Authors: Priya B Shetty, Huaizhen Qin, Junghyun Namkung, Robert C Elston and Xiaofeng Zhu

    Citation: BMC Proceedings 2011 5(Suppl 9):S34

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  27. Because of the low frequency of rare genetic variants in observed data, the statistical power of detecting their associations with target traits is usually low. The collapsing test of collective effect of mult...

    Authors: Qunyuan Zhang, Doyoung Chung, Aldi Kraja, Ingrid I Borecki and Michael A Province

    Citation: BMC Proceedings 2011 5(Suppl 9):S35

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  28. Both family- and population-based samples are used to identify genetic variants associated with phenotypes. Each strategy has demonstrated advantages, but their ability to identify rare variants and genes cont...

    Authors: Xue Zhang, Hua He, Lili Ding, Tesfaye M Baye, Brad G Kurowski and Lisa J Martin

    Citation: BMC Proceedings 2011 5(Suppl 9):S36

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  29. Complex diseases are often the downstream event of a number of risk factors, including both environmental and genetic variables. To better understand the mechanism of disease onset, it is of great interest to ...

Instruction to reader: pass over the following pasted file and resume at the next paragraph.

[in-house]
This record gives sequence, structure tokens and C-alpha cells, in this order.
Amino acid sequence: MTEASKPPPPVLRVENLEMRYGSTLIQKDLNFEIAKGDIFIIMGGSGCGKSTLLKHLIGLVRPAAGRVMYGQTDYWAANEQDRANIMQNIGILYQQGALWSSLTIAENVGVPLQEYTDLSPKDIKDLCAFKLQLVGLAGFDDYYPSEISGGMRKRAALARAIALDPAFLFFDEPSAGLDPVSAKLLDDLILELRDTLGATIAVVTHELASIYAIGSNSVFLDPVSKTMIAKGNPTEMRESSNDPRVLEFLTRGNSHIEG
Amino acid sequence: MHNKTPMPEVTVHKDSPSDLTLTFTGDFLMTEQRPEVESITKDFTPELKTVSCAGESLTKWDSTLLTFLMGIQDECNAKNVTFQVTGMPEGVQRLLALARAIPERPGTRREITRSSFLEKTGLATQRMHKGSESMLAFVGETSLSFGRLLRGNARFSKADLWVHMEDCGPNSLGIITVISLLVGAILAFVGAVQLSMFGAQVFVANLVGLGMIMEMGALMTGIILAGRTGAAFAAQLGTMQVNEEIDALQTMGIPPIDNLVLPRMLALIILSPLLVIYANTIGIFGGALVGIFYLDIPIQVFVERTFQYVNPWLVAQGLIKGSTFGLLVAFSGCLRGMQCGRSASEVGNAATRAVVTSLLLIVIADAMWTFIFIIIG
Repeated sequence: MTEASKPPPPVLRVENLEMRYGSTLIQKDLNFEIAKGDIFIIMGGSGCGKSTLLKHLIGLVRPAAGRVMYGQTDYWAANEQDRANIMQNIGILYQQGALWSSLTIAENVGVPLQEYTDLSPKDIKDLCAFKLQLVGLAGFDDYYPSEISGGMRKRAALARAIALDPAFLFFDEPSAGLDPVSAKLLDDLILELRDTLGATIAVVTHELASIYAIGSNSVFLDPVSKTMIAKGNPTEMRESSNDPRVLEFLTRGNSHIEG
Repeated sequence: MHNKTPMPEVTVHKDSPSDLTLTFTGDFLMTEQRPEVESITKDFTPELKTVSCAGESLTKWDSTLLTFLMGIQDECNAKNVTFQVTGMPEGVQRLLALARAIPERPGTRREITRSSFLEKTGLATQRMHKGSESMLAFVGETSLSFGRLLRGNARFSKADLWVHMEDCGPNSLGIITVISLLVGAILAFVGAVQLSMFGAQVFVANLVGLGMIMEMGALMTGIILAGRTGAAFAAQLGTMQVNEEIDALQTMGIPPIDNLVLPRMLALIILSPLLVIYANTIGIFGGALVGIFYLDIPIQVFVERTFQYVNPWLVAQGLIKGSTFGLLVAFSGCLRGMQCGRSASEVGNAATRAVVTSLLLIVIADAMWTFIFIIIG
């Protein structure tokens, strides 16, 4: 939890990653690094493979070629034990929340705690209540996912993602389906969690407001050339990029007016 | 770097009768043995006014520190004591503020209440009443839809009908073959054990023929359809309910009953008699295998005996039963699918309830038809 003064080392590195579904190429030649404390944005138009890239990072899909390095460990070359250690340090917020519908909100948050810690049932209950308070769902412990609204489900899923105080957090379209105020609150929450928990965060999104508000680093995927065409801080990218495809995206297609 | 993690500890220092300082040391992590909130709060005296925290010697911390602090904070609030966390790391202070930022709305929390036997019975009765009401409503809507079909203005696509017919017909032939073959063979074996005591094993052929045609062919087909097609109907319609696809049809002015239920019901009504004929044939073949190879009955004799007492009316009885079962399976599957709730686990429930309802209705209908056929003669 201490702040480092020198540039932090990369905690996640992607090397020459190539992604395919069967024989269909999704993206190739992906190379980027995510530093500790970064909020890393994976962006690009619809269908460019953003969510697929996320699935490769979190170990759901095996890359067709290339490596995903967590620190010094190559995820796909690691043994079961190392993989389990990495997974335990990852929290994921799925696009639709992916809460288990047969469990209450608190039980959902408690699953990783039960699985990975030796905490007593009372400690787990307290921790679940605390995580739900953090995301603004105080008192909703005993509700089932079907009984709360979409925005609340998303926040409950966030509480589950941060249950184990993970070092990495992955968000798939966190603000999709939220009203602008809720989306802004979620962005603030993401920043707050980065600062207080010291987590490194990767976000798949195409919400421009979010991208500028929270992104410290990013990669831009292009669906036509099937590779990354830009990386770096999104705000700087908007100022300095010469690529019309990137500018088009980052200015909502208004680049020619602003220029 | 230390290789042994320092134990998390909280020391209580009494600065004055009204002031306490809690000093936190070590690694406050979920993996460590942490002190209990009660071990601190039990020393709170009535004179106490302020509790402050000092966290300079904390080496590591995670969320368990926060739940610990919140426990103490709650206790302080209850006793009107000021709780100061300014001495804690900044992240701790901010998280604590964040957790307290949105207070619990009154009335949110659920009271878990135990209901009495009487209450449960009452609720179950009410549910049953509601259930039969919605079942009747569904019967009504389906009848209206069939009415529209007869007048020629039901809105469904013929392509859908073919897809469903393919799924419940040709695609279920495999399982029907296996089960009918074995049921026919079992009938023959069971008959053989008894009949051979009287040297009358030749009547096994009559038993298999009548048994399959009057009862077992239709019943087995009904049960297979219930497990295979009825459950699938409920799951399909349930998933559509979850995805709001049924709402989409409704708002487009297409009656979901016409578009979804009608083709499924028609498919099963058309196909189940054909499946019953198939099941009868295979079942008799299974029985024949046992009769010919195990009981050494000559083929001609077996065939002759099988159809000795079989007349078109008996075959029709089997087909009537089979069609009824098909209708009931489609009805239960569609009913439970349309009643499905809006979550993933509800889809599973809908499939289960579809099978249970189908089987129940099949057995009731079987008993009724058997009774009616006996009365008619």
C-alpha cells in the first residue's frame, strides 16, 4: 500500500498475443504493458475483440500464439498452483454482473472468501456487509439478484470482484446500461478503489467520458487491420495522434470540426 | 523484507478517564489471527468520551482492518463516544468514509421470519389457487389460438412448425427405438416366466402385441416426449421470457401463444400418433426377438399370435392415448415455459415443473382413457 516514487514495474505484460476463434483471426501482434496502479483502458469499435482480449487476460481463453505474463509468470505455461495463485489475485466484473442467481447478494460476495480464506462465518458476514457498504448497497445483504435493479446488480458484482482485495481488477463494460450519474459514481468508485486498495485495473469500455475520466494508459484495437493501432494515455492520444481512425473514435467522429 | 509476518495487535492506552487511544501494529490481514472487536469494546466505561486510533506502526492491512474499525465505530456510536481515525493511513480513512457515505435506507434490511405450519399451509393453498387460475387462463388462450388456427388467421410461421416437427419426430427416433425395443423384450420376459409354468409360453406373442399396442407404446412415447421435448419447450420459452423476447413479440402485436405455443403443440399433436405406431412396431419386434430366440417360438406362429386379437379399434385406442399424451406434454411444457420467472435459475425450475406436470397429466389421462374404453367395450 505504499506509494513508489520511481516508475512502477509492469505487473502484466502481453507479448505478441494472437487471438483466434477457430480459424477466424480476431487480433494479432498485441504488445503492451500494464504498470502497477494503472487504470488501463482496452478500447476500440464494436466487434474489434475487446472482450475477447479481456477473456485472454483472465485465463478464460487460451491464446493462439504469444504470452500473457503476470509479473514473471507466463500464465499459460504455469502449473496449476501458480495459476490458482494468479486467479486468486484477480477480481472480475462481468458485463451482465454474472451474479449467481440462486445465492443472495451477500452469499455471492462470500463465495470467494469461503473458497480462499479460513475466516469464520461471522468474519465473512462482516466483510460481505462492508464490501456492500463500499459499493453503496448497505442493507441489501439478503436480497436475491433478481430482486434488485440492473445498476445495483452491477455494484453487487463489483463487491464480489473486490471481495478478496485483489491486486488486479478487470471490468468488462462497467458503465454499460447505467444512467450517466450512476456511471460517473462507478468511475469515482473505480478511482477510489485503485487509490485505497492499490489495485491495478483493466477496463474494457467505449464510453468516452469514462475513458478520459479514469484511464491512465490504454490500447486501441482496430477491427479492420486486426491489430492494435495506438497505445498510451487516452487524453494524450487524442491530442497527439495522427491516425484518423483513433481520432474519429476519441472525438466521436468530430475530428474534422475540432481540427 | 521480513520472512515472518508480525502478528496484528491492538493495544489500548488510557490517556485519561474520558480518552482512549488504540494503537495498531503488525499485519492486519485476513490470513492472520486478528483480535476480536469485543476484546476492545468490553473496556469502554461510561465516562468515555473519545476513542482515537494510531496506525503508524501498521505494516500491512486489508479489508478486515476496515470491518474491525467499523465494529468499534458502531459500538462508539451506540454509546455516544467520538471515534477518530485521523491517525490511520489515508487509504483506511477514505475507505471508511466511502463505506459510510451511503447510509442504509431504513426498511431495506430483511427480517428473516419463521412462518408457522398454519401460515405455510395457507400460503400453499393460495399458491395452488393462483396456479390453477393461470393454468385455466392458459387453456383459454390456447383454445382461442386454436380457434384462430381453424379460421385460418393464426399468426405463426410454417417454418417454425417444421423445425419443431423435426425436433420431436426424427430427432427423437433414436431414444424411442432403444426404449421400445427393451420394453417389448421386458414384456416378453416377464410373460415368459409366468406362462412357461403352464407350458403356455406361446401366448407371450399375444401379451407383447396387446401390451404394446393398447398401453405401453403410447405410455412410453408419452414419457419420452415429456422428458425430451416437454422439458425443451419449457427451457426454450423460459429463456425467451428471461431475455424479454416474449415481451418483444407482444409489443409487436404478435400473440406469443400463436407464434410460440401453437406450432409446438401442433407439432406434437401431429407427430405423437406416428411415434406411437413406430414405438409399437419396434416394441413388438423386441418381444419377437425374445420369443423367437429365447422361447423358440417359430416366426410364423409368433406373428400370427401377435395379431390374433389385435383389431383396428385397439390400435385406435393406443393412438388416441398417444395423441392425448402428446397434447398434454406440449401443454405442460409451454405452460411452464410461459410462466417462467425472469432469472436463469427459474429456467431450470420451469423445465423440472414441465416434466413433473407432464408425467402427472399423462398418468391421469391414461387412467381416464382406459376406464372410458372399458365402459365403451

Authors: Jia Kang, Wei Zheng, Lun Li, Joon Sang Lee, Xiting Yan and Hongyu Zhao

    Citation: BMC Proceedings 2011 5(Suppl 9):S37

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  30. Aitkin recently proposed an integrated Bayesian/likelihood approach that he claims is general and simple. We have applied this method, which does not rely on informative prior probabilities or large-sample res...

    Authors: Justo Lorenzo-Bermejo, Lars Beckmann, Jenny Chang-Claude and Christine Fischer

    Citation: BMC Proceedings 2011 5(Suppl 9):S38